The 2018 World Cup in Russia is nearly here. In the build-up to the most eagerly anticipated tournament in football, we're looking back at a whole host of incredible records, played and moments.

This time we look at one of Brazil's most celebrated footballing heroes, Ronaldo, and the Guinness World Records title for Most FIFA World Cup finals goals by a football player which he held for eight years.

For more than a decade Ronaldo was Brazil’s main hitman.

Unparalleled power, pace to scare any defence and a ruthlessness in front of goal that many looked at in awe; Ronaldo was very much the all-round package.

His list of footballing honours reads more like a bibliography, having set the world alight at some of the biggest clubs including Inter Milan, Barcelona and Real Madrid.

He also stands as one of only ten players to have won the FIFA World Player of the Year award on more than one occasion, joining the likes of Johan Cruyff, Marco van Basten and Lionel Messi, having taken the Ballon d'Or in 1997 and again in 2002.

Arguably more impressive is the fact that he holds one of football’s most prestigious Guinness World Records titles - Most FIFA World Cup finals goals by a football (soccer) player, having hit the back of the net 15 times on soccer’s greatest stage (four times during France 98, eight in 2002 in Japan/South Korea and scoring three times during Germany 06).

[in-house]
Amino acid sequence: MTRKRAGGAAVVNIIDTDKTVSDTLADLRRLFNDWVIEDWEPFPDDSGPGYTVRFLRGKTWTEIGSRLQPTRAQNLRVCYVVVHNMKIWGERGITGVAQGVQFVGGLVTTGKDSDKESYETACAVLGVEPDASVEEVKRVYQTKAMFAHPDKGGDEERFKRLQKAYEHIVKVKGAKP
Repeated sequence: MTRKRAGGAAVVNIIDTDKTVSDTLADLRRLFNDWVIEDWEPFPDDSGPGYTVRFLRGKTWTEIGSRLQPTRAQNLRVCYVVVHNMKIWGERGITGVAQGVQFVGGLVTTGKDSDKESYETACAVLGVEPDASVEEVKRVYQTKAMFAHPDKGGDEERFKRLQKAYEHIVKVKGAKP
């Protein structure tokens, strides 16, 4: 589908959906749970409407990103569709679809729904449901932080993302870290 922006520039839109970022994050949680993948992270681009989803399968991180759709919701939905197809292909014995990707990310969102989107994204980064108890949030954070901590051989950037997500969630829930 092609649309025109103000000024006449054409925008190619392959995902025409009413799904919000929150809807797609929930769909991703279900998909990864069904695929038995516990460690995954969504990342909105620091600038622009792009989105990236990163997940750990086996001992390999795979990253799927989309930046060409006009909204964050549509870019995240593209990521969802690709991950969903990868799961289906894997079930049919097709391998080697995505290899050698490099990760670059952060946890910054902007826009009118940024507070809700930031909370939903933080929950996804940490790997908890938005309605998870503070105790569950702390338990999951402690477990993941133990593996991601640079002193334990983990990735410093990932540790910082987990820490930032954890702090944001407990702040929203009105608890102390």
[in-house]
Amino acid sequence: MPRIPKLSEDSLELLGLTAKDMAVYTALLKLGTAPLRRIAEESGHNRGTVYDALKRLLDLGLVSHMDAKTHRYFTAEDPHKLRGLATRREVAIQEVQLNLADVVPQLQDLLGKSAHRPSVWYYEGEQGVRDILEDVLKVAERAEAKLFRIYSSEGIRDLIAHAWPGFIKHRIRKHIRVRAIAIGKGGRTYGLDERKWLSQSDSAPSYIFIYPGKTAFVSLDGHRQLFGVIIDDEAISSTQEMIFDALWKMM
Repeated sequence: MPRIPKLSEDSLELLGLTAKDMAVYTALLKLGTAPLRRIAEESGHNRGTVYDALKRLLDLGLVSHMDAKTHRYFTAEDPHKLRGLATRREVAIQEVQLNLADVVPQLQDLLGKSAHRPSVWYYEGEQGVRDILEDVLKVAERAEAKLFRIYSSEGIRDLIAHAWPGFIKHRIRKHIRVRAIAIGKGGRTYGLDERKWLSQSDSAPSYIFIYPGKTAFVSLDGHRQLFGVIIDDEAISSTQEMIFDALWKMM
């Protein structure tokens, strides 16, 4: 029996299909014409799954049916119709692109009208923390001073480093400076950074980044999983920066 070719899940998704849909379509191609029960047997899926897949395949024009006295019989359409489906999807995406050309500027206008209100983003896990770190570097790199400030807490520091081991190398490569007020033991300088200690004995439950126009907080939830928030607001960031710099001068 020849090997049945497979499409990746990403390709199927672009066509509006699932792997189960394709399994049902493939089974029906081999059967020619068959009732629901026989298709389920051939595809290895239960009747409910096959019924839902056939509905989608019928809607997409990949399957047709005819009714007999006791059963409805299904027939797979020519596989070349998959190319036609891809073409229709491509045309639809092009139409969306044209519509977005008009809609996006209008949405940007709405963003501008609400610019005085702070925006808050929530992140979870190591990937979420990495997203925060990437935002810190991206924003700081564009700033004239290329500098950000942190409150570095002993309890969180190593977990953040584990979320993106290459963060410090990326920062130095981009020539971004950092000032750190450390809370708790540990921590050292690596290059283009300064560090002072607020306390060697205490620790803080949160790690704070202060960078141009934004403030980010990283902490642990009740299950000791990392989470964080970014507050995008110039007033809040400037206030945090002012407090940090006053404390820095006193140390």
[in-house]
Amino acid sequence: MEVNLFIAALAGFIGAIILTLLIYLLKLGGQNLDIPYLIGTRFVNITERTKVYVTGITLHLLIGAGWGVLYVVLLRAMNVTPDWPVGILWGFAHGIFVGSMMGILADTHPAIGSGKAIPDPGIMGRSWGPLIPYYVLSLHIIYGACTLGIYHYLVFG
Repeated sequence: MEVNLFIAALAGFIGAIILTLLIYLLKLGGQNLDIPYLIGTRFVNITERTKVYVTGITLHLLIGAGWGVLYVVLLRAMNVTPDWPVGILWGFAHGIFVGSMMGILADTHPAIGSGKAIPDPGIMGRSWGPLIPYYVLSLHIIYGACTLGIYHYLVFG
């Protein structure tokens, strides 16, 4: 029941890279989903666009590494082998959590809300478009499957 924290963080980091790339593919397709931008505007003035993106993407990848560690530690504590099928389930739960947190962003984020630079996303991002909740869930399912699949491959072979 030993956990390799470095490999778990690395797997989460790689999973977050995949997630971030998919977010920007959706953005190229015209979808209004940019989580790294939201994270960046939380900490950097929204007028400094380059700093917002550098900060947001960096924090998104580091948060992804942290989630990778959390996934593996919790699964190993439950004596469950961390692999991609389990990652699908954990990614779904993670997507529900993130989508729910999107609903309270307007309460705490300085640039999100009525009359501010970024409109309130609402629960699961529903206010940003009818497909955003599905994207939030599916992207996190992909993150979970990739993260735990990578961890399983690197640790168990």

Born Ronaldo Luís Nazário de Lima on the 18 September 1976, he began his playing career at Cruzeiro, making his league debut on 7 September 1993 against Corinthians, two weeks before his 17th birthday.

In his first season he notched up an impressive 12 goals in 14 appearances. It was a feat that brought him to the attention of the national team, with his burgeoning reputation seeing him selected for Brazil’s triumphant USA ‘94 World Cup squad.

While he did not make an appearance during the tournament, Ronaldo’s status as one of the game’s hottest talents was ensured, with the teenager making the move to European football shortly afterwards with a transfer to Dutch side PSV Eindhoven.

This was followed by a move to Spanish giants Barcelona two years later for a then world record fee of $19.5 million, before a move to Inter Milan just a year later for another record-setting fee of $27 million.

With the hype surrounding his talents at its height, Ronaldo entered the 1998 FIFA World Cup in France billed by reporters and experts as the world's greatest footballer.

He would have to wait until Brazil’s second group stage match against Morocco to open his World Cup scoring account, thundering home a precise drive in the 9 th minute in an eventual 3-0 win. This was followed with a brace against Chile in the second round and a trademark finish in the box against the Netherlands in the semi-finals.

The eventual final in Paris against France was marred by controversy, with Ronaldo’s name left off the team sheet, only to reappear just in time for kick-off amid rumours that he had suffered a seizure in the build-up to the match.

Looking decidedly below-par, Ronaldo was subsequently eclipsed by Zinedine Zidane in a one-sided match that saw France crowned world champions for the first time.

Following the tournament, Ronaldo reinforced his reputation as the world’s best striker at club level, and was in scintillating form for Inter Milan before rupturing a tendon in his knee during a Serie A match against Lecce in November 1999.